Incidentally, the second problem, sadly, reflects a slightly embarrassing personal issue I have, as an armchair advocate for the footballing fraternity that is Liverpool Football Club, with ex-LFC footballers by the name of Carroll… But I shan’t bore you with that one.

Monday, 13 October 2014

The Explorer by James Smythe

Stephen King in space?
I suspect that James Smythe has seen his fair share of science fiction movies. There are definite echoes here of Solaris (the original 1972 film) and even Dark Star, John Carpenter's rather off-beat long-short-film, from which the idea was formed for the now remaining Scott sibling's Alien (at least the bit about something scrabbling around loose in the spaceship). I suspect he's read a few sci-fi novels and short stories too. I pick up Ray Bradbury, and maybe Vernor Vinge, in the vastness of space and all the cold, hard, emptyness of the universe. And there's Robert Reed too, Marrow, things unknown and unknowable, exploration without end. 

But it's all well and good doing a literature review, putting this compact novel into context. What's more difficult to do is to review this novel without too much reference to the plot, which is tight and unfolds quickly, satisfyingly, once the red herring is out of the way. The red herring you ask? Yeah, sorry, spoiler. I can't tell you. 

Instead, by way of a quick and, hopefully, tasteful introduction, what we have is a narrator aboard a spaceship, a herald of the vanguard of a new era of space exploration. He's a journalist, Cormac Easton, and was chosen from thousands to document the first true deep space mission, years after the last failed attempt to get to the moon again. His crew members are all handsome, diverse, TV friendly types, also hand-picked and seemingly perfect for the job. All goes well until they wake from stasis into which they're put to survive the G-forces of take-off....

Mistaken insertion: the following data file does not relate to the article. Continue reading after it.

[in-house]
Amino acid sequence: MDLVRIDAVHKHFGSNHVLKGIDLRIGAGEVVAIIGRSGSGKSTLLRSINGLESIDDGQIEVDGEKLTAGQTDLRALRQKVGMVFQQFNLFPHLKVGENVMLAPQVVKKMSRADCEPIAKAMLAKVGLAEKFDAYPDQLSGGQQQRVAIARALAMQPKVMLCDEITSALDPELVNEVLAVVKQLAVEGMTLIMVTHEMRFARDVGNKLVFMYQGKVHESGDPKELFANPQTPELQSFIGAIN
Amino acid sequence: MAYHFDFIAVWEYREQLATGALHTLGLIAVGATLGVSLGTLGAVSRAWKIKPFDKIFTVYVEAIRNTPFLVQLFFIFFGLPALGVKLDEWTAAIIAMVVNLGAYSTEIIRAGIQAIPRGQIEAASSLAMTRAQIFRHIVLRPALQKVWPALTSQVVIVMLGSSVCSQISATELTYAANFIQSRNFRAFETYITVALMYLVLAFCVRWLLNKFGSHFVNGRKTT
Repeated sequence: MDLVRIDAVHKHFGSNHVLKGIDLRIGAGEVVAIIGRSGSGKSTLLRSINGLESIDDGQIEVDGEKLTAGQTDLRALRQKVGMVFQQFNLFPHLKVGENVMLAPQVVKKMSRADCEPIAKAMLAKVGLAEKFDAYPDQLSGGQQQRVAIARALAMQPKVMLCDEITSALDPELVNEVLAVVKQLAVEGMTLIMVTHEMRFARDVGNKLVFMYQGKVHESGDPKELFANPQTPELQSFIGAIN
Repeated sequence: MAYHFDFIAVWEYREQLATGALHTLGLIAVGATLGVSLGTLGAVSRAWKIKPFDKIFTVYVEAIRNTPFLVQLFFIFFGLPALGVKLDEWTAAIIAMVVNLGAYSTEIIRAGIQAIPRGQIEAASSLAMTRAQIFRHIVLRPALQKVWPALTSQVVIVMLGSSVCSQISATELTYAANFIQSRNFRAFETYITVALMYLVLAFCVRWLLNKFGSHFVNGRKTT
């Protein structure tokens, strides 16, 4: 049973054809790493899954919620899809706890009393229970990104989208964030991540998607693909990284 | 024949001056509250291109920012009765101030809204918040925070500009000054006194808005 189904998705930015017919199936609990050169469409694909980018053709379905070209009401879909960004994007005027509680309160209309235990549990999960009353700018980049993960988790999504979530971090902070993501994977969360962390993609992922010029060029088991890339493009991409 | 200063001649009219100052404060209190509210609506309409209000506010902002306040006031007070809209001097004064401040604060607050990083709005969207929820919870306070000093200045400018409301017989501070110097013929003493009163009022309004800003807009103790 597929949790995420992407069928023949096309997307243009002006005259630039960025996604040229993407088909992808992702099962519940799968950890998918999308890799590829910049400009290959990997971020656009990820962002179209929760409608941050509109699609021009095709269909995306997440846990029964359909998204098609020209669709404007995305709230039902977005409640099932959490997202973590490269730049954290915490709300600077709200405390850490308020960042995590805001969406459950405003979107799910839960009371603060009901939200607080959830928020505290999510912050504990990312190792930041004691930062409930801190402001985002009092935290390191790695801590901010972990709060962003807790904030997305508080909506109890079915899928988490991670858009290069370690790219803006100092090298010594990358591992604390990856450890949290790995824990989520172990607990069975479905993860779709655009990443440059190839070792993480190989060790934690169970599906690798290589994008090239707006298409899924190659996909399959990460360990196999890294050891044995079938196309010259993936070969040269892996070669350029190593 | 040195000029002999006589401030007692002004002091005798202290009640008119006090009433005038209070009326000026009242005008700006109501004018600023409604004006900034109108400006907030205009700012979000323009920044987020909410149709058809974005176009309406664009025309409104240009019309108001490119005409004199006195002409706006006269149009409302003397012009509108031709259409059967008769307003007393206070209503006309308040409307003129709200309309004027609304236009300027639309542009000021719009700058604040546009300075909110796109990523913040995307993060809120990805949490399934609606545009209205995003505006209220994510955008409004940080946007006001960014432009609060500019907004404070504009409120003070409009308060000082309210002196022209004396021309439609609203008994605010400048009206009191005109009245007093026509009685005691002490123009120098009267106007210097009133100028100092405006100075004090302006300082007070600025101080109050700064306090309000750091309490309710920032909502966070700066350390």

Starting out, I had an inkling where this was going. Deep space missions, exploration; it's been a while since the first episode of Star Trek back in 1966 where the ship went off on a five year mission, from which they returned safely, eventually. Things have changed, audiences are less enamoured with the closed narrative loop (heh heh! a joke for those who've read this already!) and by the 90s, even The Next Generation crew were stranded on the wrong side of the galaxy rather than bombing about locally, galactically speaking. Now, when people head off into space you expect them not to come back, to blow up - Gravity notwithstanding* - or get detached from the ship, suits rupturing, heads-a-popping**, and spinning out into the blackness, all alone. Still not a spoiler, I promise!